The first 7 verses of chapter 1 in the book of Proverbs outline what the study of the Proverbs are meant to accomplish. Verses 1-6 state that they are a means for attaining wisdom and discipline, for understanding and guidance, and for insight into the riddles, parables and sayings of the wise. And then there is verse 7 which states: The fear of the Lord is the beginning of knowledge; but fools despise wisdom and discipline.
It is said that in order to make a journey, all you need to do is take the first step, and in the study of Proverbs, the first step is coming to understand the meaning of verse 7. The “fear” of the Lord is the beginning of knowledge. It seems to me that the key to whatever else the proverbs of Solomon may say, that this is important, and has been given prominence, as it is the finishing thought of the prologue of the entire book! So grasping what is meant by “the fear of the Lord,” becomes the first step on the path to wisdom.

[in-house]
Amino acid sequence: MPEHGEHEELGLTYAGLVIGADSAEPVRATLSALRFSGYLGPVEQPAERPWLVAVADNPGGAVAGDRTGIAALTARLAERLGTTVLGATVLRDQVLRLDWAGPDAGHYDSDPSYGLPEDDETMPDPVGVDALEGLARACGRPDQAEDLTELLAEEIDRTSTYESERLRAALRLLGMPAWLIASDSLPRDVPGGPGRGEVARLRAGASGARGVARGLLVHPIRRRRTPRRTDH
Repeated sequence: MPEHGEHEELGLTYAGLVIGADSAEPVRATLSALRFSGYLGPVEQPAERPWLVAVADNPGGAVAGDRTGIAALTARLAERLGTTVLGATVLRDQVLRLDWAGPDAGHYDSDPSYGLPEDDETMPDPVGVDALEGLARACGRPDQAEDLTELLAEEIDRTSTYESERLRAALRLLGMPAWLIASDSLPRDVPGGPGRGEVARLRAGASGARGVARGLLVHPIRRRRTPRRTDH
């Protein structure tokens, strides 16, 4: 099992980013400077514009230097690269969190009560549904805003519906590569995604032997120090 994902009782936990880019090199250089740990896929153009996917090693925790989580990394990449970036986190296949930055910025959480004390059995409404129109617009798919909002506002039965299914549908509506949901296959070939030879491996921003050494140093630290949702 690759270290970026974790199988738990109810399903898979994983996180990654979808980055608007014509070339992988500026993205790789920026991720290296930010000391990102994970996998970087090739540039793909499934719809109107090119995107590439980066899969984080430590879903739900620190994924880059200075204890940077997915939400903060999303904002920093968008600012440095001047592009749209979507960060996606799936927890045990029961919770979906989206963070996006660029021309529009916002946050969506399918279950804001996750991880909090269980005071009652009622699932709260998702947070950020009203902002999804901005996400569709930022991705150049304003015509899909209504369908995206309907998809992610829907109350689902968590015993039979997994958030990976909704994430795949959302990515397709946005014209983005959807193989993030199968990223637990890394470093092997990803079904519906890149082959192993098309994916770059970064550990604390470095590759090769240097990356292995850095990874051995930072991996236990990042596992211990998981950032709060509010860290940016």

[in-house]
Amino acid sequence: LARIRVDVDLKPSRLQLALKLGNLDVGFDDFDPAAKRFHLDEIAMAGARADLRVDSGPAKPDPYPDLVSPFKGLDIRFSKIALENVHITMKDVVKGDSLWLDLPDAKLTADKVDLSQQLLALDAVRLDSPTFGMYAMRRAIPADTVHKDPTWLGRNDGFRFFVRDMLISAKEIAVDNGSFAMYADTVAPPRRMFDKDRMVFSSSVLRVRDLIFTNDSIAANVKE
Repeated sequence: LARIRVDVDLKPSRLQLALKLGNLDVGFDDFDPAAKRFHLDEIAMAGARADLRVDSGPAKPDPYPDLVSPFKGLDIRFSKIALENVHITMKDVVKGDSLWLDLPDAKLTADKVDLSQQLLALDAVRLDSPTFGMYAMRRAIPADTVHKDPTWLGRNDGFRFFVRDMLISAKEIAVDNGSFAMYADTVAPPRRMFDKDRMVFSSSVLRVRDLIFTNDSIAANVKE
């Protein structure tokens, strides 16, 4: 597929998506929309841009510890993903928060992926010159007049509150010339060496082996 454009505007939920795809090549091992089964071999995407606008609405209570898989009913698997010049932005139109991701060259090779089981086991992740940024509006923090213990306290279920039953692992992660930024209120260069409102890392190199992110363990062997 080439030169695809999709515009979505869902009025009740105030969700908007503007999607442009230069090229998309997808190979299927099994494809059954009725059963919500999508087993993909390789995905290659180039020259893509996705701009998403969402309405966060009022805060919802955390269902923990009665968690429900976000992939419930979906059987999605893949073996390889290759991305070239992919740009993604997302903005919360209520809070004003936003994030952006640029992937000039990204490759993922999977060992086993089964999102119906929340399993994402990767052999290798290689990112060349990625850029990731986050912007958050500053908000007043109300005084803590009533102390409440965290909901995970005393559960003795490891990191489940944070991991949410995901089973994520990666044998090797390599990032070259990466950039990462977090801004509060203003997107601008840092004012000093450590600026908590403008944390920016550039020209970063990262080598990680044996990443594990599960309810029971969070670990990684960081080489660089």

The fear of the Lord is to have a reverential awe respect of God and his power, to trust in him and believe in his character. To God, nothing is impossible, and as his children, we must trust in his ability to guide and protect us. He is so vast and all-encompassing that we cannot even begin to fathom all of the knowledge he holds; it’s the wisdom of the ages, the workings and laws of the universe, of physics, of all that we see, and of all that we are unaware. To fear the Lord is to hold God in such high esteem as to be fearful that you would disappoint him. It is an understanding that our knowledge is limited, and that God’s is not, and that God is the root, the foundation, the beginning of knowledge.
So the fear of the Lord is the foundation of wisdom, and wisdom is the ability to apply understanding to our daily lives. Understanding is the result of knowledge, and knowledge is the seeking of truth, the quest of the unknown. Therefore the first step in the pursuit of wisdom is to recognize and admit that we just don’t know all the answers – we don’t know it all! We fell from grace, when we ate of the tree of knowledge of good and evil, and it was at that moment when we supposed ourselves as equal to God in our knowledge and understanding. So in the effort to gain true wisdom, we must first reverently and humbly admit to God (and ourselves) that we do not know, and are not equal to him in his vast wisdom.
This, then is how the journey begins.